Following a known or suspected exposure to HIV, individuals should be tested at baseline, at three weeks, and at three months thereafter to confirm results (n=1068) 848 79.4 True
Written consent is necessary for performing an HIV test (n=1066) 794 74.5 False
An in-depth comprehensive HIV behavioural risk assessment is a requirement for offering a HIV test (n=1059) 691 65.2 False
HIV screening and testing should be offered solely based on the client's risk factors (n=1064) 875 82.2 False

Comfort with aspects of HIV testing

When asked how comfortable they were discussing HIV with their patients (including risk factors; pre and post-test counselling; providing test results; and complying with reporting requirements), a little over half (55.9%) of respondents indicated that they were very comfortable with the elements of HIV testing. Only 6.0% of the sample was either not very comfortable or not at all comfortable with HIV testing (Table 2).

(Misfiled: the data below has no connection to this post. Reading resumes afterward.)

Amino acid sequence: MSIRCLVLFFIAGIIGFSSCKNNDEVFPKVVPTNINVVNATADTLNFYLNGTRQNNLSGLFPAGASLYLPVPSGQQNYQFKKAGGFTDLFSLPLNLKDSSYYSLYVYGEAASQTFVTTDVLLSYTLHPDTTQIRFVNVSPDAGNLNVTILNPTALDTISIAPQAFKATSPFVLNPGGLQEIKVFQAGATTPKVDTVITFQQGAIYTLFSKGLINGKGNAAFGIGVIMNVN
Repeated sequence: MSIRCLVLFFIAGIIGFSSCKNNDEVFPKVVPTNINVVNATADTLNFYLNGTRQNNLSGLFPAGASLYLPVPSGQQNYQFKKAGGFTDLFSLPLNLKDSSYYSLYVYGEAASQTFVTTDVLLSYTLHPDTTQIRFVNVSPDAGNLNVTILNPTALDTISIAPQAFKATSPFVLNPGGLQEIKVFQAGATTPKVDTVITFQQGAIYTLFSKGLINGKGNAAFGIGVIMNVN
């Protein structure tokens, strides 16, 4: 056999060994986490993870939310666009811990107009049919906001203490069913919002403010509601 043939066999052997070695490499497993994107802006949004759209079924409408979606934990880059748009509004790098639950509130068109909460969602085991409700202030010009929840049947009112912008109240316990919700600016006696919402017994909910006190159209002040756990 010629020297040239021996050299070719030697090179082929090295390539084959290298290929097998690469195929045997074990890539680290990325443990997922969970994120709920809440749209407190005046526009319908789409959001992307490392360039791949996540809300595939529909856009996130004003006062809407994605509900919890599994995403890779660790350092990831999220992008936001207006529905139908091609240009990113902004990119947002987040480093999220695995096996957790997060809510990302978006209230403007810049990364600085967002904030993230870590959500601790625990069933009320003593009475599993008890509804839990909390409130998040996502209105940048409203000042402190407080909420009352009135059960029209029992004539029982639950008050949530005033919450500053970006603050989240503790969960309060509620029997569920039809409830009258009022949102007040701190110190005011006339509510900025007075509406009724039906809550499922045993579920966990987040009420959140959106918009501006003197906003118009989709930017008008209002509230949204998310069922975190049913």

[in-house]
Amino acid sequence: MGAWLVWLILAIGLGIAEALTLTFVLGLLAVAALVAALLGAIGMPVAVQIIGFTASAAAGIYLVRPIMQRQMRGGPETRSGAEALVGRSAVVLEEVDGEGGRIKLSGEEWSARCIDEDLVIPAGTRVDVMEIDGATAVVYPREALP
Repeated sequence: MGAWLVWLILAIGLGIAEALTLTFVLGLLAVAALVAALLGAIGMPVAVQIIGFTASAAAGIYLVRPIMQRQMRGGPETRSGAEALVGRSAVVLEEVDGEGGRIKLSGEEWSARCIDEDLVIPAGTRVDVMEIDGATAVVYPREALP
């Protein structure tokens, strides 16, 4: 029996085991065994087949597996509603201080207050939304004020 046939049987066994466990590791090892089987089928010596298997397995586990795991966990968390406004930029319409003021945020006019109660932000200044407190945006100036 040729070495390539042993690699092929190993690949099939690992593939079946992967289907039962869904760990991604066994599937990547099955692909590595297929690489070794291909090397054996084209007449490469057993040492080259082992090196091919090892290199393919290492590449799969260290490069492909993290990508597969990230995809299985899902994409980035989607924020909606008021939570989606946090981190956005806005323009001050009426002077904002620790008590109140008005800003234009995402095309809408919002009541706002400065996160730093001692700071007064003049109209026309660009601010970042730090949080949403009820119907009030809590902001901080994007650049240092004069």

Table 2: Number and percentage of participants indicating different levels of comfort discussing HIV with patients (n=947)
Level of comfort with discussing HIV with patients n %
Very/extremely comfortable 529 55.9
Comfortable 187 19.8
Somewhat comfortable 119 12.6
Not very comfortable 31 3.3
Not at all comfortable 24 2.5
Not applicable 57 6

Clinical practises related to HIV testing

Over half of respondents (52.6%) reported offering HIV testing and 41.2% indicated that they offer HIV testing when testing for other STIs (Figure 2). In contrast, almost one-quarter of participants (24.1%) reported they offer routine testing to less than 25% or none of their patients.

Figure 2: Percentage of respondents who indicated that the above statements apply to them (n=1,075)

Figure 2 - Text Equivalent
Percentage of respondents who indicated that the above statements apply to them (n=1,075)